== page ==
Cardiovasc Drugs Ther 1996 Jun;10 Suppl 1:231-8

 Mechanisms of alterations in cardiac membrane Ca2+ transport due to excess catecholamines.

Dhalla KS, Rupp H, Beamish RE, Dhalla NS

Division of Cardiovascular Sciences, St. Boniface General Hospital Research
Centre, Faculty of Medicine, University of Manitoba, Winnipeg, Canada.

The occurrence of excessive catecholamine release is often associated with
stress due to the lifestyle of Western societies. Contrary to the general
thinking that excess catecholamines produce cardiotoxicity mainly via binding
to adrenoceptors, there is increasing evidence that catecholamine-induced
deleterious actions may also occur through oxidative mechanisms. In this
overview it is shown that a high dose of isoproterenol induces a biphasic
change in cardiac Ca2+ transport in the sarcolemma and in sarcoplasmic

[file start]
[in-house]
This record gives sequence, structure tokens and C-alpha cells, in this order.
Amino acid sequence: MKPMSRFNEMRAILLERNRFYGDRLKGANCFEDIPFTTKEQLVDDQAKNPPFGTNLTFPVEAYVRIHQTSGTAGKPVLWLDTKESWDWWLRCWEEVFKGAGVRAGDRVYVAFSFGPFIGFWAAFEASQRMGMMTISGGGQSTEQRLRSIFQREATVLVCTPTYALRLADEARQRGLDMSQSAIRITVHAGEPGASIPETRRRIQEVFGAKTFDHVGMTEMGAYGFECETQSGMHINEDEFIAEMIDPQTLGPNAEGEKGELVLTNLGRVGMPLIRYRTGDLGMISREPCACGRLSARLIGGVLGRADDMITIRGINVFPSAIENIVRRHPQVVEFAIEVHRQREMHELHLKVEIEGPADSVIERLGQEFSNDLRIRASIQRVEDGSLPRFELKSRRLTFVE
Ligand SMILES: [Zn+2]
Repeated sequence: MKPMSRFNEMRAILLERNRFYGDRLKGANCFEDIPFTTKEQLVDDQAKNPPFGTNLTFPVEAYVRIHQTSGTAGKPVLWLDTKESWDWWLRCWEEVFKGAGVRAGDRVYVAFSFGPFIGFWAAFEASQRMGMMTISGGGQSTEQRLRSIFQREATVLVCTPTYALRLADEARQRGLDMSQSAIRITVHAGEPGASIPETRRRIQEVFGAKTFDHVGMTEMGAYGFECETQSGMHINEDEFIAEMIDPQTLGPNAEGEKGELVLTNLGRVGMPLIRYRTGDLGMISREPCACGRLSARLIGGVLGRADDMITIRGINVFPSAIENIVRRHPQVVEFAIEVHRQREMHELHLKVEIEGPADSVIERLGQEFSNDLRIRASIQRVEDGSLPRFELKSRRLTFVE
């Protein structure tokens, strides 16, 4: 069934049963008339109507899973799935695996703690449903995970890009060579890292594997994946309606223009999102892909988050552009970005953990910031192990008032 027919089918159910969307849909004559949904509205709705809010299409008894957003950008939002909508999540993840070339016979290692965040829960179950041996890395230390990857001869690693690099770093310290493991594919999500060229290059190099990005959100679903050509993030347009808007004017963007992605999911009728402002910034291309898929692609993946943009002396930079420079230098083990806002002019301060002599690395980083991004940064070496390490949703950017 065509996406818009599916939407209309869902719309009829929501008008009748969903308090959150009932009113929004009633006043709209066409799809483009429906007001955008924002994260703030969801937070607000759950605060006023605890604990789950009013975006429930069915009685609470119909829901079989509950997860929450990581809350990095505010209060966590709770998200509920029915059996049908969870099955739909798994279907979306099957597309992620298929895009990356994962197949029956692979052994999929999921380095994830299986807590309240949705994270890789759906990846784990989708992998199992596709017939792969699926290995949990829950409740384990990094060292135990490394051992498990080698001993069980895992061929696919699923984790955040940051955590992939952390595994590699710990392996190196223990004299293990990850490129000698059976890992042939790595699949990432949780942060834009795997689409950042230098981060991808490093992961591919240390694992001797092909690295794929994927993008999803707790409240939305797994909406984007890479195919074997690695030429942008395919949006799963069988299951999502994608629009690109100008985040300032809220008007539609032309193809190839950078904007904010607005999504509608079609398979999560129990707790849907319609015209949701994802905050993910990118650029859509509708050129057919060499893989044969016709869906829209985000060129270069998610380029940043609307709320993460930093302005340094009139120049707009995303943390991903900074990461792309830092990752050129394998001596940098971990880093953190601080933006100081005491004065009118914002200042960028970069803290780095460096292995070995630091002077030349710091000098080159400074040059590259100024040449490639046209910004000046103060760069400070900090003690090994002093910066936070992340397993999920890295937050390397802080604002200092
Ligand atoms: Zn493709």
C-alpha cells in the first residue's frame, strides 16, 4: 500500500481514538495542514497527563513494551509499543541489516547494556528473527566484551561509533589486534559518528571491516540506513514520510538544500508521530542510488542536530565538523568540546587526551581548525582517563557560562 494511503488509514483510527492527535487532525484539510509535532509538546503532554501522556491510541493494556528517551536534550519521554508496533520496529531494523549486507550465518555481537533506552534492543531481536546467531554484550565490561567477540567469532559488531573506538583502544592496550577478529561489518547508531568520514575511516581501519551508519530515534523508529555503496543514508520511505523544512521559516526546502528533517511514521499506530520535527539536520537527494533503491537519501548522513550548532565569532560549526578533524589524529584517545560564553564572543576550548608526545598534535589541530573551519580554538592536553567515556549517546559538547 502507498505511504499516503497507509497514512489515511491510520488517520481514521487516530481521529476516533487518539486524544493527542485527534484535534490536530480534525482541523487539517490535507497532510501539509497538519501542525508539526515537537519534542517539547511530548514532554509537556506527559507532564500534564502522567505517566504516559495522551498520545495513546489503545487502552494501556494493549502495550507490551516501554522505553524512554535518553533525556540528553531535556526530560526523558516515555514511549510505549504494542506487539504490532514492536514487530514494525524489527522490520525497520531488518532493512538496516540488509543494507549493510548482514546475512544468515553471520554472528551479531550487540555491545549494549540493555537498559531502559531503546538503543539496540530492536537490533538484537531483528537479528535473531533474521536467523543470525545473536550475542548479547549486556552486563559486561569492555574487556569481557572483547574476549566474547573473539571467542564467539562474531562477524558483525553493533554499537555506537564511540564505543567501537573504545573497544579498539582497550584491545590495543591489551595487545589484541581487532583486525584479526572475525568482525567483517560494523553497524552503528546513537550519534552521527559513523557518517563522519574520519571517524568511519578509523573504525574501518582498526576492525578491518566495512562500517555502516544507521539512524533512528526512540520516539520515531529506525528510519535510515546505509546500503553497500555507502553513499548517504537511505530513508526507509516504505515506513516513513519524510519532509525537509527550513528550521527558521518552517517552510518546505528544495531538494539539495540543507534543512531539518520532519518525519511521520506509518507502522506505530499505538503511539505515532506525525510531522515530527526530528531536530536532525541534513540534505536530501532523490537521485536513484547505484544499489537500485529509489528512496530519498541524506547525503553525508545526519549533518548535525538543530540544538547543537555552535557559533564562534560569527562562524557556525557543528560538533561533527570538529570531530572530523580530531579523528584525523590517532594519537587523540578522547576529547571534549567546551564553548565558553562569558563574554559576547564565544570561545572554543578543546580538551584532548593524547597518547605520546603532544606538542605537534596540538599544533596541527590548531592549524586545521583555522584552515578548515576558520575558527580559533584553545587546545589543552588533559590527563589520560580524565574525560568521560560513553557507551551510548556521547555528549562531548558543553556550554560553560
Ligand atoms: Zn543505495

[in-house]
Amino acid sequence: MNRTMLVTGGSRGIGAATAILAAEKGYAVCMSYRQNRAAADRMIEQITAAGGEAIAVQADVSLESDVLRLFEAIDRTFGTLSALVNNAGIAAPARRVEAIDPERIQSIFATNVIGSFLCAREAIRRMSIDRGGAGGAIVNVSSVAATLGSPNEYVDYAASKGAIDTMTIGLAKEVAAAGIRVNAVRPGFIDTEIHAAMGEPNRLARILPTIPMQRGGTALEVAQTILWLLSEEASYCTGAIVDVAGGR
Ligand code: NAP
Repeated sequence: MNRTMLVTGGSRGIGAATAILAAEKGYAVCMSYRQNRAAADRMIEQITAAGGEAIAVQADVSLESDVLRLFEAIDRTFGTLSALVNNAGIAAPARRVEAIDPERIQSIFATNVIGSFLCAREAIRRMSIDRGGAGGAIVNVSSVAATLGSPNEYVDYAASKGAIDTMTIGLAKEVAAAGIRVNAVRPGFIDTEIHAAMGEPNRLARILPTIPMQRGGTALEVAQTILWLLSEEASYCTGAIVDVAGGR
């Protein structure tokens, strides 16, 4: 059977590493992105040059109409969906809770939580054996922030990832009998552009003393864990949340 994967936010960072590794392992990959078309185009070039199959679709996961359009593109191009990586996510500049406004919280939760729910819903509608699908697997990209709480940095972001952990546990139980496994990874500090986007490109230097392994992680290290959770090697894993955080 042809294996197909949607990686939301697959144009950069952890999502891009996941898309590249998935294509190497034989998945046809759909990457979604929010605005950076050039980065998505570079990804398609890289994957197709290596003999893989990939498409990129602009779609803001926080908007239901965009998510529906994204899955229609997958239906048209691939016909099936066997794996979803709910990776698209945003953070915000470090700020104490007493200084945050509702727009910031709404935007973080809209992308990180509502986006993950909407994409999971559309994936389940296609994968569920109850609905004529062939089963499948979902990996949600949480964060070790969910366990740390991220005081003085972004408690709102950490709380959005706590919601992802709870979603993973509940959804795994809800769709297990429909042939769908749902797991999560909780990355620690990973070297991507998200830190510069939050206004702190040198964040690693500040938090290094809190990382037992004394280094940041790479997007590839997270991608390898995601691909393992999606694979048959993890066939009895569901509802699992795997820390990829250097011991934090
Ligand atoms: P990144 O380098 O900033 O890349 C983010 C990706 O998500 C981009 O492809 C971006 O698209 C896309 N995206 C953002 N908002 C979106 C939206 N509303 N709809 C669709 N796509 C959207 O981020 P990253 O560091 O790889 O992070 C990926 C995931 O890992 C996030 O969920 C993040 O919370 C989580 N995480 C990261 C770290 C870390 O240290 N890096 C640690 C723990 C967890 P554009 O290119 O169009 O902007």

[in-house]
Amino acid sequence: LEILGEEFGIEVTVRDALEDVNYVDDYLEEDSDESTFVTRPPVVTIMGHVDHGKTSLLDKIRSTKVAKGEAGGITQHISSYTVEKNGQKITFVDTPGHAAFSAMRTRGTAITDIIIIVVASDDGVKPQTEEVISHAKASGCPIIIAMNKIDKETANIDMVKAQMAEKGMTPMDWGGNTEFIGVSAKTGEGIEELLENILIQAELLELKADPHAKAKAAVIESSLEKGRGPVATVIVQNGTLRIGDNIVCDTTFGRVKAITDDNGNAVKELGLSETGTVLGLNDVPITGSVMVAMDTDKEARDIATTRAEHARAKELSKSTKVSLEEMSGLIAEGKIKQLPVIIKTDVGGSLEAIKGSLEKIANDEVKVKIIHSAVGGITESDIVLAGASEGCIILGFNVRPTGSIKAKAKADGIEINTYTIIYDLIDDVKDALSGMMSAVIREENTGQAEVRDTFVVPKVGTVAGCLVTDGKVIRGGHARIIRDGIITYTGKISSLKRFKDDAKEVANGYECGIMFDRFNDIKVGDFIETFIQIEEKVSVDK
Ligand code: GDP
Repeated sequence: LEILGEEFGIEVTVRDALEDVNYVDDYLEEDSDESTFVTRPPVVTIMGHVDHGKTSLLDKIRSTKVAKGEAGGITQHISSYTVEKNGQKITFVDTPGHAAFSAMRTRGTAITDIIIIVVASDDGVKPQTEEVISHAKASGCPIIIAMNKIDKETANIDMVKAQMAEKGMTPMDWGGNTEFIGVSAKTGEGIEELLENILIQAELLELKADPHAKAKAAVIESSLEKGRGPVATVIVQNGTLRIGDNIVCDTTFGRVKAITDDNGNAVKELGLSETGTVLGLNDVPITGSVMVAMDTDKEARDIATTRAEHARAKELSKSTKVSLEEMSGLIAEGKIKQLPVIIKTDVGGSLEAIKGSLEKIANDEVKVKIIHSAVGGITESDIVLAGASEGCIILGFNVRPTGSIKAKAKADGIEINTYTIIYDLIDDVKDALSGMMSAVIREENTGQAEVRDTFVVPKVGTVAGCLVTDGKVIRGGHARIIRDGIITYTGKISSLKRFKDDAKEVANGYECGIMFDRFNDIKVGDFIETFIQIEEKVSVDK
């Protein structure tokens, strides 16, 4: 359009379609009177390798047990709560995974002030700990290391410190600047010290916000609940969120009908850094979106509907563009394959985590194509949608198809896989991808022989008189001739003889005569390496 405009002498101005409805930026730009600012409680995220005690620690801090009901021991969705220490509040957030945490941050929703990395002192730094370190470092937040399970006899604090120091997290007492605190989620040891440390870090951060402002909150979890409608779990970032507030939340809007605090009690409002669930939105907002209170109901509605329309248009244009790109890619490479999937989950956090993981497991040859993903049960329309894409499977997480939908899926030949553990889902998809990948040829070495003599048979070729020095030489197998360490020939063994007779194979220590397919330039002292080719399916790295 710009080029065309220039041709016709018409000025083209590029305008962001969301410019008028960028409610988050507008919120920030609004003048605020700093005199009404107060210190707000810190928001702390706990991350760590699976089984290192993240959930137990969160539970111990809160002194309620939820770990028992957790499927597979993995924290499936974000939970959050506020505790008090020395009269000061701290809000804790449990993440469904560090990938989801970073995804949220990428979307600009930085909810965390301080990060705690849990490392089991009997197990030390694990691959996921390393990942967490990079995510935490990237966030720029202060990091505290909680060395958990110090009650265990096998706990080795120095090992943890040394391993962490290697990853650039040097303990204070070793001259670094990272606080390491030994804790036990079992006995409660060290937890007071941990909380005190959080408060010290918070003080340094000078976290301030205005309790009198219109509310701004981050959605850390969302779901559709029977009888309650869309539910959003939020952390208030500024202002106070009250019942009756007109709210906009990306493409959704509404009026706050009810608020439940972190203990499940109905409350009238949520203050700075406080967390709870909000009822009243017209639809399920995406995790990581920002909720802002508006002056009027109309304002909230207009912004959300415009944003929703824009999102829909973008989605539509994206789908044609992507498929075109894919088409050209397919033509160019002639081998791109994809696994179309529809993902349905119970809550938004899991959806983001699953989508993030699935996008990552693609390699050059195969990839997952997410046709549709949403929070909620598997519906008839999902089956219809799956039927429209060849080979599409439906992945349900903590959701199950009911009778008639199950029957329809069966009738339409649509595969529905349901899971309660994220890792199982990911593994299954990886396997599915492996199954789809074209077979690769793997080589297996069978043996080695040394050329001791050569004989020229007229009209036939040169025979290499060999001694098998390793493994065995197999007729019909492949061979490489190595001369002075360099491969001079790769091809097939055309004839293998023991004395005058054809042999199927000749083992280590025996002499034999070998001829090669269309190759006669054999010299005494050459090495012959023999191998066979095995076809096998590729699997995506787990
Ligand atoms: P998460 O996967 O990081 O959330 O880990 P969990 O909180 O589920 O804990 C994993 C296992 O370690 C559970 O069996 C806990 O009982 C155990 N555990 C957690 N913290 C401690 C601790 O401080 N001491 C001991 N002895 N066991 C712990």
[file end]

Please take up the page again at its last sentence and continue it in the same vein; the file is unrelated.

reticulum. Both sarcolemmal and sarcoplasmic reticular Ca2+-transport
activities are initially increased to maintain Ca2+ homeostasis and then are
impaired, which may be associated with the occurrence of intracellular Ca2+
overload. On the other hand, mitochondrial Ca2+-transport activities exhibited
a delayed increase. Pretreatment with vitamin E partially prevented the
deleterious changes in cardiac membranes as well as the depressed energetic
status of the heart muscle cell. It is concluded that excess catecholamines
affect Ca2+-transport mechanisms primarily via oxidation reactions involving
free radical-mediated damage. Thus drug approaches that reduce circulating
catecholamines and/or prevent their oxidation should prove beneficial. A
combination therapy involving inhibitors of catecholamine release, blockers of
adrenoceptors, and antioxidants may be indicated for stress-induced heart